hoopla is a *new* digital media service offered by MVCC Library that allows you to borrow ebooks, comics, music, eaudiobooks, movies, and TV shows.
- You can access these resources by computer via your browser, as well as on other devices, like your tablet and/or smart phone, by downloading the hoopla app.
- Find hoopla items by going to https://hoopladigital.com. You may also discover hoopla items that are in our library catalog.
- You will create your personal hoopla account through MVCC Library. It will be active as long as you remain a current student or staff member.
Note: You are allowed to borrow up to 3 items per month via Hoopla.
For more information on how to get started with hoopla, please take a look at our help guide and/or Ask a Librarian for assistance!
Looking for information on an aspect of women’s history in the U.S., like who was involved in the beginning of the feminist movement, or info on the Equal Rights Amendment Movement, or more about Chicago’s Hull House, founded by Jane Addams?
Women and Social Movements in the United States, 1600-2000 is a new MVCC Library database containing primary sources, archival materials, and films that covers the history of women in social movements in the U.S. Take a look, and remember you can access all of the Library databases from off campus!
Barack and Michelle Obama the first family of the 44th United States Presidency, assisted in the unveiling of their official President and First Lady portraits for the Smithsonian National Portrait Gallery on Monday February 12th. With President and Mrs. Obama, being the first African Heritage American occupants of the White House within itself makes for quite the noteworthy Black History Month moment. Taking note that African Heritage American artists created the Obamas’ portraits, another first in American History, adds even more transformative cultural relevance to the moment. Michelle Obama’s portrait was rendered by Amy Sherald, while Barack Obama’s portrait was painted by Kehinde Wiley.
More Resources Regarding Portrait
ABC: The View. (2018). Obama Portraits Draw Mixed Reactions. You Tube.
CBS: CBS Moring News. (2018). Obama portraits make history and challenge norms. You Tube.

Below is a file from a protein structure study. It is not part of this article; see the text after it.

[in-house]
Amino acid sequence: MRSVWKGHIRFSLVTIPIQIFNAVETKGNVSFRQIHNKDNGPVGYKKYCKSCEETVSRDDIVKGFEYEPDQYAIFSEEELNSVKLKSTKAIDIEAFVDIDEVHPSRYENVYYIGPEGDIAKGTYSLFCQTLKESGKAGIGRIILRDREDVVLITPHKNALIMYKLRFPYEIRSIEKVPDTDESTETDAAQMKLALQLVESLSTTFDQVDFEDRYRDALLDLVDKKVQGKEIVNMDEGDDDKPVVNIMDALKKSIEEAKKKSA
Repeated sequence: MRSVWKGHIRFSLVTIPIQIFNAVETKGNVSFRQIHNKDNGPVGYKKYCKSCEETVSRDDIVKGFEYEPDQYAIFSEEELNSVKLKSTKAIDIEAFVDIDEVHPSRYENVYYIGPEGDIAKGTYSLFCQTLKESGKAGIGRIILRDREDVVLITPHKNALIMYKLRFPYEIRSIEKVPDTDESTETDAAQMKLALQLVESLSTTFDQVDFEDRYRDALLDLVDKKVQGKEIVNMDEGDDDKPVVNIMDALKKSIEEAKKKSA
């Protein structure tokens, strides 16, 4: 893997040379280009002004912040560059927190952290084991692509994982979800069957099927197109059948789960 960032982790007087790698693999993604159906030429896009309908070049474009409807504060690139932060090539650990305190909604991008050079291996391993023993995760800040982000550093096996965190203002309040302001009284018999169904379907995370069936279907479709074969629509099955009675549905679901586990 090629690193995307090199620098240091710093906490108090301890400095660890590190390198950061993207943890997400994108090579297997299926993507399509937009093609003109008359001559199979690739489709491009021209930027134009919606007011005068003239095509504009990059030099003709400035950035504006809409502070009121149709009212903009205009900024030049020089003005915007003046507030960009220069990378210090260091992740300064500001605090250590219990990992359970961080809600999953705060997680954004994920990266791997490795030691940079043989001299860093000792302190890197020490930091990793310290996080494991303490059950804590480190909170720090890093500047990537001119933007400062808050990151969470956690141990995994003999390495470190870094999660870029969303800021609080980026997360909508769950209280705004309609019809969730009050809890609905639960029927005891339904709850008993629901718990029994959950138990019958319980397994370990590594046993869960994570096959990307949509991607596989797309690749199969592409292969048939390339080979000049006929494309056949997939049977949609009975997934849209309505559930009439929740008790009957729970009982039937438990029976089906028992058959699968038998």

Chakraborty, B. (2018). Michelle Obama portrait faces brutal mockery, some praise after unveiling. Fox News.
CNN. (2018). Obama’s official portraitists on their daunting task. You Tube.
Cotter, H. (2018). Obama Portraits Blend Paint and Politics, and Fact and Fiction. The New York Times.
Deb, S. (2018). The Obama Portraits Drew a Strong Reaction. What Did They Mean to You? The New York Times.
Mazza, E. (2018). Sean Hannity Tweets, Then Deletes, Weirdly Specific Sexual Stuff About Obama Portrait. HuffPost.
Nayeri, F. (2017). Kehinde Wiley on Painting the Powerless. And a President. The New York Times.
Pogrebin, R. (2017). After a Late Start, an Artist’s Big Break: Michelle Obama’s Official Portrait. The New York Times.
Pogrebin, R. (2018). Obama Portrait Artists Merged the Everyday and the Extraordinary. The New York Times.
Smith, R. (2017). Why the Obamas’ Portrait Choices Matter. The New York Times.
Today’s New York Times details the history of Cabrini-Green through the eyes of one of its residents. “The Towers Came Down, and with them the Promise of Public Housing”.
Our database vendor, ProQuest, will be performing system maintenance on the following databases beginning 9pm, January 27th to 6am, January 28th.
- US Dailies
- New York Times
- New York Times Historical
- Chicago Tribune
- Chicago Tribune Historical
- Christian Science Monitor
- Wall Street Journal
- Washington Post
- History Study Center
- Criminal Justice Periodical Index
Okay! So this article from Atlantic magazine is a bit on the long side, but for you board game enthusiasts, it is truly informative. Gain some insight into the German fascination with this phenomenon or fad, if you like. Take a read here.
Do you know that the MVCC Library has board games on reserve at the Circulation Desk (first desk on your left as you enter the library)? I typed in “board games” in the catalog and scrolled down a bit for the list of what the library owns. Click here to get to the catalog.
Finally, check out the current board offerings on the web. Just get yourself to Google and type in “board games”. There are many board games for any budget. Some websites actually have an Amazon link to facilitate purchase of your favorite game.
Did you know that the library has three new databases? See below, they could be useful for your studies!
1. Historical Statistics of the United States
– “The standard source for the quantitative facts of American history.”
2. Black Thought and Culture
– “Covers the non-fiction published works of leading African Americans.”
3. Women and social movements in the United States 1600-2000
– “Primary Documents, secondary sources, films, and other sources.”
If you have questions on how to use these databases or have other questions, don’t hesitate! Use Ask a Librarian
Did you know that you can check out many of the textbooks used on campus from the Library? You can look textbooks up here by course number, course name, or you can try a keyword search. Then take your student ID to the Library Circulation Desk and tell the person at the desk what you need. Most textbooks check out for 3 hours at a time (some longer). Be sure to get the book back on time so other students can use it too.
If you need help looking up your textbooks, or if you have any other questions, please be sure to Ask a Librarian.
To our students, facutly, and staff who celebrate it, we want to say Merry Christmas!